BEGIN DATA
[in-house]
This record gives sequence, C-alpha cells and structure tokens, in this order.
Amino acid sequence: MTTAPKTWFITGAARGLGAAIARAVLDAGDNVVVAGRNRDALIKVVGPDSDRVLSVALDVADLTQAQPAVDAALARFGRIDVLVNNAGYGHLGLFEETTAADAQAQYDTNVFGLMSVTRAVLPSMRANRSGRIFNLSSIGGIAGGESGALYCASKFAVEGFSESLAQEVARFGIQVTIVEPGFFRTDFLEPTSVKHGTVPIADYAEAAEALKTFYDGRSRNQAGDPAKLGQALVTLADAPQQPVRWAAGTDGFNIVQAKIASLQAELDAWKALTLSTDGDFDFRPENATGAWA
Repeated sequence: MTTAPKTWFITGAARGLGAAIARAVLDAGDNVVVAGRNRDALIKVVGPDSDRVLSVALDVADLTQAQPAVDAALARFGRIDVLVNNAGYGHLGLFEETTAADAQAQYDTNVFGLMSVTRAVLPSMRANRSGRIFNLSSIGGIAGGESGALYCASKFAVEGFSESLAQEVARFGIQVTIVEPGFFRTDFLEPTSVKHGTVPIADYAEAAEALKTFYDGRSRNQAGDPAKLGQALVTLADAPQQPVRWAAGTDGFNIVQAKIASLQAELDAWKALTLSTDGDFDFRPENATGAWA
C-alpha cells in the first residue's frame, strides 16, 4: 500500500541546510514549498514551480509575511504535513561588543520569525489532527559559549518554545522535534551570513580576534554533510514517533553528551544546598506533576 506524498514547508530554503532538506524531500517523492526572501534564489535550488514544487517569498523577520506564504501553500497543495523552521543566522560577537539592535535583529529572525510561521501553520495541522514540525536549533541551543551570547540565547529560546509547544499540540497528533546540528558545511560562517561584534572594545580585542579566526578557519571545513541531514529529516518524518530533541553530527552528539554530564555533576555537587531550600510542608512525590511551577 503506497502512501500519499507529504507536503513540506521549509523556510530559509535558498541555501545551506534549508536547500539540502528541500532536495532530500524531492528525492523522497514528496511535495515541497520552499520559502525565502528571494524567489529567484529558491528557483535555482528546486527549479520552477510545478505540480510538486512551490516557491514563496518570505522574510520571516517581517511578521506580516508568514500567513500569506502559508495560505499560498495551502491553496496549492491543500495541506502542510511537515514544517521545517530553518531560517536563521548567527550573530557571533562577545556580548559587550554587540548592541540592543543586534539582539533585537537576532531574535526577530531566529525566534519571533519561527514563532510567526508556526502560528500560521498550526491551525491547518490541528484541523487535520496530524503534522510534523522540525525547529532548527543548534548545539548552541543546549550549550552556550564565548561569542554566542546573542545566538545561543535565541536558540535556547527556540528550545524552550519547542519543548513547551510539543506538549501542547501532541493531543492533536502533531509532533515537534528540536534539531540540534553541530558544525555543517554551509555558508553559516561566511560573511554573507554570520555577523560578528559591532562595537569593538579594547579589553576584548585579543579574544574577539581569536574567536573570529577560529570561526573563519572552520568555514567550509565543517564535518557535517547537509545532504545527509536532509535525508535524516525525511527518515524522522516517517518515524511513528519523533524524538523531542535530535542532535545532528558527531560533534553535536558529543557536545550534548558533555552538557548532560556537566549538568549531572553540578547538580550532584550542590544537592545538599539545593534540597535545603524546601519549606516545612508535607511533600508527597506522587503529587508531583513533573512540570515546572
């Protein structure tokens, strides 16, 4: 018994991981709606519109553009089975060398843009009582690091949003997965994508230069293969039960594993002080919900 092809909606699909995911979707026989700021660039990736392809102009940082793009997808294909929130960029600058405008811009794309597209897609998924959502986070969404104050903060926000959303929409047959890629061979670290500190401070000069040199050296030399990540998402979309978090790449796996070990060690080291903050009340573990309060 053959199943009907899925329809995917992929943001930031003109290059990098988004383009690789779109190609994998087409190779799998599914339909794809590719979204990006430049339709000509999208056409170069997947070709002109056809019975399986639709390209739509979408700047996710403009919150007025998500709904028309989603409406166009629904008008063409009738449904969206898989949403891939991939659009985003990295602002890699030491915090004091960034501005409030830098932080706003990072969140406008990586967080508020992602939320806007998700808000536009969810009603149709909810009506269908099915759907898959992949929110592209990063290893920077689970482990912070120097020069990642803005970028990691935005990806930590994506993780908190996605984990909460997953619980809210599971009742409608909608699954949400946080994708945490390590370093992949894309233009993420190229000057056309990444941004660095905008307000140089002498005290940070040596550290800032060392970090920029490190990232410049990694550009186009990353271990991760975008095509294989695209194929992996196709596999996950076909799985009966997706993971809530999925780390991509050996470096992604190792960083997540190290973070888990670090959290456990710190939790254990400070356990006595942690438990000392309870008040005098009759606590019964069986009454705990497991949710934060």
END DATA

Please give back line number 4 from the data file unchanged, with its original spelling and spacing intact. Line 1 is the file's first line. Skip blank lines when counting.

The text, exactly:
Repeated sequence: MTTAPKTWFITGAARGLGAAIARAVLDAGDNVVVAGRNRDALIKVVGPDSDRVLSVALDVADLTQAQPAVDAALARFGRIDVLVNNAGYGHLGLFEETTAADAQAQYDTNVFGLMSVTRAVLPSMRANRSGRIFNLSSIGGIAGGESGALYCASKFAVEGFSESLAQEVARFGIQVTIVEPGFFRTDFLEPTSVKHGTVPIADYAEAAEALKTFYDGRSRNQAGDPAKLGQALVTLADAPQQPVRWAAGTDGFNIVQAKIASLQAELDAWKALTLSTDGDFDFRPENATGAWA